"They picked up six men who have nothing to do with terrorism, including our 72-year-old neighbor who was feeding his goat at the time, my 20-year-old son, and my ill, 68-year-old husband, whom they called Bin Laden," she said.

Suleiman and her eight children showed off stacks of date boxes, which she insisted were Selmi's only source of income. "We voted for Morsy to escape Mubarak's injustice. Now we don't believe in him! It's the same way they treated us in 2005 after the Dahab and Sharm El Sheikh bombings," Suleiman complained.

The raids in North Sinai have produced other dubious accounts of how the military is prevailing against those responsible for the recent violence. Last Wednesday, the SCAF issued a statement saying that the operation targeting "armed terrorist elements" in Sinai "has accomplished this task with complete success."

That same day, reports leaked by Sinai security officials to dozens of journalists claimed that battles were ongoing in the al-Halal mountain in central Sinai, where security forces were supposedly pounding Islamic insurgents. But not a single Bedouin or journalist was able to confirm these clashes. Journalists have since dubbed the operation "Sinai's Invisible War."

More misinformation came from an overzealous state TV reporter who announced on Wednesday that 20 militants had been killed in the village of el-Touma, in the Sheikh Zuewid district of Sinai. Journalists and Bedouin flocked to the scene and later to the el-Arish hospital, but no bodies were ever located. Residents showed the press parts of two spent rockets and the charred remains of a vehicle, but that was the extent of damage.

Following the report, official security spokesmen who are usually media-friendly went mute and stopped answering their phones. Wire services and other media outlets broadcast the figures globally, announcing that 20 insurgents had been killed. But the initial report was never confirmed. In fact, it was almost certainly false. The journalist who first reported the attack on Nile TV through a phone interview has been exiled from Sinai for more than a year because of his reputation for feeding lies to the media. He actually reported the attack from the city of Fayoum, located in another Egyptian directorate some 260 miles away.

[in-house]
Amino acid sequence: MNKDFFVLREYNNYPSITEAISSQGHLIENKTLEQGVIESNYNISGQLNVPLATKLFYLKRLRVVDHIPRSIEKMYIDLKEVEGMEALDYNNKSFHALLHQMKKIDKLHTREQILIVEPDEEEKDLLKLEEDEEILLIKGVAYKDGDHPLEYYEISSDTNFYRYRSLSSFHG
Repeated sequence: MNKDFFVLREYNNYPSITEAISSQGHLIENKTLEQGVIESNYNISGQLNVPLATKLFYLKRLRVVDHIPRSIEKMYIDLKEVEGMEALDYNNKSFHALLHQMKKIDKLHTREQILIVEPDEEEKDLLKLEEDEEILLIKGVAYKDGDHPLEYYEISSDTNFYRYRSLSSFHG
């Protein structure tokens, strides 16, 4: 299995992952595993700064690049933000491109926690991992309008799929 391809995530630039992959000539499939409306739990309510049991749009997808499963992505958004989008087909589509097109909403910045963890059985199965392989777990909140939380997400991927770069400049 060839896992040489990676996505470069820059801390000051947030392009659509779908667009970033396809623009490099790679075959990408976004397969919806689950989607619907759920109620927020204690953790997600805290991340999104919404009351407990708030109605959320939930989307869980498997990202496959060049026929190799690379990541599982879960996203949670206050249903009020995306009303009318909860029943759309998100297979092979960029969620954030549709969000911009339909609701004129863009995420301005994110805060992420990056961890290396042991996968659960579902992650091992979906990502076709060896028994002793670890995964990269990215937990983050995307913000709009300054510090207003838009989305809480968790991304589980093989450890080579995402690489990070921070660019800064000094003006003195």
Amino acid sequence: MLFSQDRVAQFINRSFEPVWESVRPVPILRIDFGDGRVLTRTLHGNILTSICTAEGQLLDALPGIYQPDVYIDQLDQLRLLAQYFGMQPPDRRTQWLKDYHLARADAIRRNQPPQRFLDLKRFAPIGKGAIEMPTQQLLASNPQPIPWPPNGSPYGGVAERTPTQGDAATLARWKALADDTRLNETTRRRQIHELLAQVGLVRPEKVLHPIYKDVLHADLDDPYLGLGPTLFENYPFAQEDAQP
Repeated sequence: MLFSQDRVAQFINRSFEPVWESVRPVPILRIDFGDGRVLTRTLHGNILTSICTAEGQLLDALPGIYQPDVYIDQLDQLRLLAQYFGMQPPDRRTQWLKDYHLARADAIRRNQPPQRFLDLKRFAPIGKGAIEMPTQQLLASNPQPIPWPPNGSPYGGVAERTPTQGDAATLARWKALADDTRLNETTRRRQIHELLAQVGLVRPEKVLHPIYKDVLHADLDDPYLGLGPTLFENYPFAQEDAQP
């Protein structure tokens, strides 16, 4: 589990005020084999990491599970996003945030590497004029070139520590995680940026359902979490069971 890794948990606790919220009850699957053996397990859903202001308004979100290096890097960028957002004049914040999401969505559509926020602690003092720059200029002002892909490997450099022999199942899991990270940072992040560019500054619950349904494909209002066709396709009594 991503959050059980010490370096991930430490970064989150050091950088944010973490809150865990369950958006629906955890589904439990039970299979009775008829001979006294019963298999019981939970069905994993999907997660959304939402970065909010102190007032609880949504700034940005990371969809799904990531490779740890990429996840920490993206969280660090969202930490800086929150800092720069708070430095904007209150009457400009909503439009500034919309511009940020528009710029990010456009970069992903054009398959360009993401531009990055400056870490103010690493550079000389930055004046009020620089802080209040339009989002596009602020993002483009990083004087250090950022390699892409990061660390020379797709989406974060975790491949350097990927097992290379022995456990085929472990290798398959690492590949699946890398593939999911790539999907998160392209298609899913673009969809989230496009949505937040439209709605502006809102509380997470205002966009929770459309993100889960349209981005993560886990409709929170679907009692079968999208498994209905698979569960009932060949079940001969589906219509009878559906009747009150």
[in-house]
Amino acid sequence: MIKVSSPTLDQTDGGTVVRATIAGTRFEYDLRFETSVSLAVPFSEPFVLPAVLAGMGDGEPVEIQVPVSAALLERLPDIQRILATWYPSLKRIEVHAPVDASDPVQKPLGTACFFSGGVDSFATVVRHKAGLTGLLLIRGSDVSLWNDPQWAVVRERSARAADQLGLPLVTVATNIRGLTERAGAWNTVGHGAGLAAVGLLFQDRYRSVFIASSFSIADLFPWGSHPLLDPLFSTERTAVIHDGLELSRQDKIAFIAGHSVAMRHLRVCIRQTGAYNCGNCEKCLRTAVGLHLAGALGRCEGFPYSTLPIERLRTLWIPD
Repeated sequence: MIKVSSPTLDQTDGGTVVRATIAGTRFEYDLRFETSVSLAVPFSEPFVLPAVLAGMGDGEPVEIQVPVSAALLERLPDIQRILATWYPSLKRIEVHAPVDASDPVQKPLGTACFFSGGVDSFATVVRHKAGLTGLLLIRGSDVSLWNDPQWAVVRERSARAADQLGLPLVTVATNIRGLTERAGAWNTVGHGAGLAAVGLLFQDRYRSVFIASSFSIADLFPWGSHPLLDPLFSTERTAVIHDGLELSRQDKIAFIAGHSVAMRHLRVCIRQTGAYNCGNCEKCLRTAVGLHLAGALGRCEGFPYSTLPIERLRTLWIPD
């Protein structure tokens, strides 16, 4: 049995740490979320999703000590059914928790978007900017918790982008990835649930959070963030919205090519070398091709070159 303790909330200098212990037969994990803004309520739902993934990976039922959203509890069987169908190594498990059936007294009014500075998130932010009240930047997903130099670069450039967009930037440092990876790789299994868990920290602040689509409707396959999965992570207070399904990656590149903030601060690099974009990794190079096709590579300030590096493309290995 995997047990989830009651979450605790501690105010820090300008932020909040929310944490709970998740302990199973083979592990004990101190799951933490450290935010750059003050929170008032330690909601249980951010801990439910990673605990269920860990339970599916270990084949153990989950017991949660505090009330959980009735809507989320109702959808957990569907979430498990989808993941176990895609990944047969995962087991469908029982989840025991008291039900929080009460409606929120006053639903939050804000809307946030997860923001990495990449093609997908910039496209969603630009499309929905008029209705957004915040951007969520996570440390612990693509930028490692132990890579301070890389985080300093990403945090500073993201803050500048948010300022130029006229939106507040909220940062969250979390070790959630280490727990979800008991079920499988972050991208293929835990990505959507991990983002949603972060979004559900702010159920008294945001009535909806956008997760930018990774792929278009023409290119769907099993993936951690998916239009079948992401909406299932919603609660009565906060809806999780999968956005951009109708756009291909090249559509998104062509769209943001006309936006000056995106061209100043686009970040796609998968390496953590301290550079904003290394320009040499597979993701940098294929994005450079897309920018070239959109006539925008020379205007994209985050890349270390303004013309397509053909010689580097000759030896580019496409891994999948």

Soon after, the same reporter fed a story to another media outlet about an attack on the United Nations multinational peacekeeping force (MFO) based in Sinai. MFO spokesman Kathleen Riley denied the attack outright, calling it an "inaccurate report."

Al-Ahram, a state owned newspaper, ran a similarly dubious story on Friday, claiming that 60 "terrorists" had been killed in airstrikes. No bodies were ever recovered.

Over the weekend, el-Arish's residents greeted a long convoy of jeeps carrying rocket launchers and M-60 tanks aboard flatbed trucks. Onlookers waved dutifully to the troops as they headed toward the front lines, but they were undoubtedly wondering where this "invisible war" was taking place.



China's Debt Bomb

Half an hour from Beijing, the potential ground zero of the Chinese real estate meltdown.